Well, it's been one of those weeks again. I'm not going to bore you with the details but, suffice to say, my writing didn't go as well as I had planned, or hoped. On saying that, I did manage to complete a short story for a competition and I finally managed to finish an edit of my erotic anthology, so I suppose it wasn't a complete disaster.

Of course, there was Stan the Cat, who seems to illuminate our lives whenever he strolls in. This is particularly the case with his antics or, more to the point, the gifts he continually brings for us. This week, we have had a stone and, yesterday, I got up and discovered that he had delivered a "Happy Retirement" balloon for us. It was flat, but still rather fetching in pink, with ribbons attached.

Now, either Stan knows something that we don't - big lottery win....oh my God I haven't checked the numbers yet, or perhaps he is trying to pass on another message after the week I've had.

This brings me nicely round to my weekly writing tie in....

What are your views on giving up? Have you ever thought about putting your pen down? If so, why?

In the earlier days, the rejection letters would always send me scurrying for chocolate and my arm chair, where I would then pull my writing, myself and my confidence to shreds.

These days, I try to be more objective. Sure, some rejections hurt more than others, especially if it's of a piece of writing that you're particularly fond. However, over the years I have learned to be thick skinned. I have "manned up" as the saying goes.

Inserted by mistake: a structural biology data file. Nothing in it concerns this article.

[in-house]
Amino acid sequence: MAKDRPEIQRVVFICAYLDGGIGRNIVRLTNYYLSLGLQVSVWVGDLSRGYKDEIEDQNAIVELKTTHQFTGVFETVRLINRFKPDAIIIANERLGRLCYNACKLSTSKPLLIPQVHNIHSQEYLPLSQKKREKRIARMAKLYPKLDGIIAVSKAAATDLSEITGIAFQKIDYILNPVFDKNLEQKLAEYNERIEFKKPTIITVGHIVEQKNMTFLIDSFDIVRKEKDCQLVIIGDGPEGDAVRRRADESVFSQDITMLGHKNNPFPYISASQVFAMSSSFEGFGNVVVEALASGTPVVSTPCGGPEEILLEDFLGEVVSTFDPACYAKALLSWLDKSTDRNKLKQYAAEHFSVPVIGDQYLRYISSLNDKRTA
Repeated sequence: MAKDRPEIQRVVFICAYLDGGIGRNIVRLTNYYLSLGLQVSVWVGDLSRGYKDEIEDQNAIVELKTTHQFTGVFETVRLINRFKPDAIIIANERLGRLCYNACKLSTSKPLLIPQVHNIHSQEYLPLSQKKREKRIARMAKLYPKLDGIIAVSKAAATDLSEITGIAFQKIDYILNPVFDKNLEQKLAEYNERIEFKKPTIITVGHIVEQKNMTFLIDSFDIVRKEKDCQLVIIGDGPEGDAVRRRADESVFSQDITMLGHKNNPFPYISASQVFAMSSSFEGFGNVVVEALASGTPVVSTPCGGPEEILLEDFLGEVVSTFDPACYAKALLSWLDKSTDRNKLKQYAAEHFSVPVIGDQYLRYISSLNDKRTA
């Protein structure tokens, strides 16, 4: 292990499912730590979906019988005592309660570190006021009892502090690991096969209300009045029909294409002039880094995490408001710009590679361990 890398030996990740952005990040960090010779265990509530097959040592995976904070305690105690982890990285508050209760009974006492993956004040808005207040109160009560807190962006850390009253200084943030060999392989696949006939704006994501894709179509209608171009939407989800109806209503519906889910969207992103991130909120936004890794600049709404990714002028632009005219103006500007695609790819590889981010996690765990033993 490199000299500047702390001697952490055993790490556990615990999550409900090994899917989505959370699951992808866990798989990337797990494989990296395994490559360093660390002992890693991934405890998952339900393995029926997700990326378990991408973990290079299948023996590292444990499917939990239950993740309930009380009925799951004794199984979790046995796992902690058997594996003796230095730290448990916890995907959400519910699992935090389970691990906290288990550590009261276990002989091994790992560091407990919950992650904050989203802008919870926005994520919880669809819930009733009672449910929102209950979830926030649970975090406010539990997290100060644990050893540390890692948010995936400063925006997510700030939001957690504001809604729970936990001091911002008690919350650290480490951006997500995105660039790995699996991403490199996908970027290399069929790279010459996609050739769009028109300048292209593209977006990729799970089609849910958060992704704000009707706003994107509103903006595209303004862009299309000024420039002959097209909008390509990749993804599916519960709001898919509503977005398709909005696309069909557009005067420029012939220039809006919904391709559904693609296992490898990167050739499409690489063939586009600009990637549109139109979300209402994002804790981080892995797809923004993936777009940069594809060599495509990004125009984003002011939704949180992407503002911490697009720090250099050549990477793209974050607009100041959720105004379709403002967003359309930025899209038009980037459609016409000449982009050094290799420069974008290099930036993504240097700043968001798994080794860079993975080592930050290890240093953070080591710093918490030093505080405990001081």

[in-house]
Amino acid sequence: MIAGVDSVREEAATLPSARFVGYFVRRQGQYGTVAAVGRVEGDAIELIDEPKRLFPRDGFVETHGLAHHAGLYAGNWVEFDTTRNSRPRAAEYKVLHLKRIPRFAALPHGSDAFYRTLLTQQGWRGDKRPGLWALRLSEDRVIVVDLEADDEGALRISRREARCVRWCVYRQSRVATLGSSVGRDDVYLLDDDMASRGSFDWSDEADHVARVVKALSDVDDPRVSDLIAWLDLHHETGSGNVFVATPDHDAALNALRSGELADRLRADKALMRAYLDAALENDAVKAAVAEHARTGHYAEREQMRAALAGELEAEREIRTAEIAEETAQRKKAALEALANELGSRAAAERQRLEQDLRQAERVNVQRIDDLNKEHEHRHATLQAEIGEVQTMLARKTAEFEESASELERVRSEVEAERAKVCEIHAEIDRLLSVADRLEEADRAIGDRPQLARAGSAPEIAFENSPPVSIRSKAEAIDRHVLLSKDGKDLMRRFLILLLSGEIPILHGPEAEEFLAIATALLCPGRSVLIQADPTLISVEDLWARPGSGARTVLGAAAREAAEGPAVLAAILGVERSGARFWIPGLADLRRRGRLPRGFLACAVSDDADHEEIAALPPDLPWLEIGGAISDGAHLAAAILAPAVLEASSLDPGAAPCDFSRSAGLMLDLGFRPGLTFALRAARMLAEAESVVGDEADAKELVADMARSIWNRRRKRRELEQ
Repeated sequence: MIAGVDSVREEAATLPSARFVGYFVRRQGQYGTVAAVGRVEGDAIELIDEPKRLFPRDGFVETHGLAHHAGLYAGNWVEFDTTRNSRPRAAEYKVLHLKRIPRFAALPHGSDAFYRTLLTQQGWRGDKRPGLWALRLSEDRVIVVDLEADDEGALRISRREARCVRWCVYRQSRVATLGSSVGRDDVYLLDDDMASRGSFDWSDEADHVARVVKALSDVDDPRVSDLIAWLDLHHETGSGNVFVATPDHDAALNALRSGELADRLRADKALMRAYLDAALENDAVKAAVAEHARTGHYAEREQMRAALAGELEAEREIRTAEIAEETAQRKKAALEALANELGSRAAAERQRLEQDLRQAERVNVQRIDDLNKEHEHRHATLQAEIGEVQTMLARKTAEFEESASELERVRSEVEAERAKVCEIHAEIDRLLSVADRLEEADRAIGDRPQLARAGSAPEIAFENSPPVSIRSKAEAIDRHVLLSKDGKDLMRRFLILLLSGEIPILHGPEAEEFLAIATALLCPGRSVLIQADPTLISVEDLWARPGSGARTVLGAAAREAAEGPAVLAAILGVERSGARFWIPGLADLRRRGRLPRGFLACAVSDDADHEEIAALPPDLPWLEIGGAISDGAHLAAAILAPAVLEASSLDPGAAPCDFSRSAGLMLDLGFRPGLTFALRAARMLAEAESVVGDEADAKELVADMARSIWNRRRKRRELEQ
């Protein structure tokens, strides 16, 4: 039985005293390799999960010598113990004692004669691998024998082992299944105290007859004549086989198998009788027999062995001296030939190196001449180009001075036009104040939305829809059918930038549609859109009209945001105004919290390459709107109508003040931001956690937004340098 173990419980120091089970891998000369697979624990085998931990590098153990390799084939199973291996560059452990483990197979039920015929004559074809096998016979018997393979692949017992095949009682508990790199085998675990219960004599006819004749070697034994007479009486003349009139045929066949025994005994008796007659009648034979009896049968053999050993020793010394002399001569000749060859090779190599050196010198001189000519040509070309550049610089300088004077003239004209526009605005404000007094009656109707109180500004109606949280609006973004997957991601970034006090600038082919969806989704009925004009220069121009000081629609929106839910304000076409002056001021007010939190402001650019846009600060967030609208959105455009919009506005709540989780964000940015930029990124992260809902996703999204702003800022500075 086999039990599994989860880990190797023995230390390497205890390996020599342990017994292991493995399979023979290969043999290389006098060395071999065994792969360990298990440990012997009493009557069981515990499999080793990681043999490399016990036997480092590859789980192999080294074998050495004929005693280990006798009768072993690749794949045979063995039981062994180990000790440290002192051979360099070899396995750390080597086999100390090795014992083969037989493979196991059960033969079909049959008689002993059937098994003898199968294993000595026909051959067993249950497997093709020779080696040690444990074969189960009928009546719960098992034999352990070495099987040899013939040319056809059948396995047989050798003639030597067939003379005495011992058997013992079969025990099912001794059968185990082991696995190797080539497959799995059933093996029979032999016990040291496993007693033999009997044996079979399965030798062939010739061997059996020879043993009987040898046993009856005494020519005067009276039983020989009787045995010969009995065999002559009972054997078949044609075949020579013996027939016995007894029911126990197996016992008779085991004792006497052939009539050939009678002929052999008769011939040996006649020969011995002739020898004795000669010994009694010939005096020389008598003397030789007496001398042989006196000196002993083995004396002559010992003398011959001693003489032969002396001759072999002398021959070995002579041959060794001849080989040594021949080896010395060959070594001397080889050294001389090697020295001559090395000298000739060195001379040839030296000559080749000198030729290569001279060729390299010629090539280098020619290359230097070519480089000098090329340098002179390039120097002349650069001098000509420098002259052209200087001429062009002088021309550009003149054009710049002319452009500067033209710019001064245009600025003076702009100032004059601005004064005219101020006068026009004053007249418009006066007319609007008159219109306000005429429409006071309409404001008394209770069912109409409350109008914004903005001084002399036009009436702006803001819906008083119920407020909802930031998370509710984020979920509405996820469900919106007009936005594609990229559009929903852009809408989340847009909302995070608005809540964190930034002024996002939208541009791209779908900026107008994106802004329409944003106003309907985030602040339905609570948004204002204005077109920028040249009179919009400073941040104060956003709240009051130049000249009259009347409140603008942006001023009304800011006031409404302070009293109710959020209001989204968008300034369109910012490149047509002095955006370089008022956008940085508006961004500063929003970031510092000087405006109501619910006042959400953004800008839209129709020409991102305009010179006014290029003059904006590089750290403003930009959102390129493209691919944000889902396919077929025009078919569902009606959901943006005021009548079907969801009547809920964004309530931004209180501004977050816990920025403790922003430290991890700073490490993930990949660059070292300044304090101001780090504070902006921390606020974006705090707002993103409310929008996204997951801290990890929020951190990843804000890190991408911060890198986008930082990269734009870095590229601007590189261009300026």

One of the main things I have now accepted, is that writing is subjective. One person might hate yoour work, another might love it, so it's important that you brush off that rejection and get your work back out there. This is an important coping mechanism for rejections. Of course, I have also learned to take a fresh look at the rejected piece and to see if it can be improved too. 

These days I never, ever, think that I should put my pen down and give it up. Writing is in my blood. If I ever stopped, it would be like slitting an artery and slowly, painfully bleeding out. Even on bad days, like this week, I still get immense satisfaction from sitting at my desk with a notebook and pen. Writing soothes, it heals. It is cathartic. It even acts as an escape route, where I can immerse myself in the many worlds of my characters and forget about me for a while.

What do you think? How do you feel about your writing and retirement?

I'm hoping that Stan might bring me a new balloon next week- perhaps a "Happy Writing" one. What do you think?

And on that note, all being well, next week I will have a sneak preview of my latest romantic e-book that I'm hoping will be out by the end of the year.

Happy writing all!
09/26/2012 12:04am

Thank you very much for sharing this useful information. I was doing a project and for that I was looking for related information. Some of the points are very useful. Do share some more material if you have.

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Jayne Sykes
09/26/2012 6:02am

Thanks for your comment. Not sure if you want to hear more material about Stan the cat or writing toughts. Let me know. I blog on a weekly basis, usually Sundays and I'm happy to hear from you.

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10/16/2013 9:07am

Lovely blog, thanks for posting.

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jayne Sykes
10/16/2013 10:40am

Thanks for the comment San

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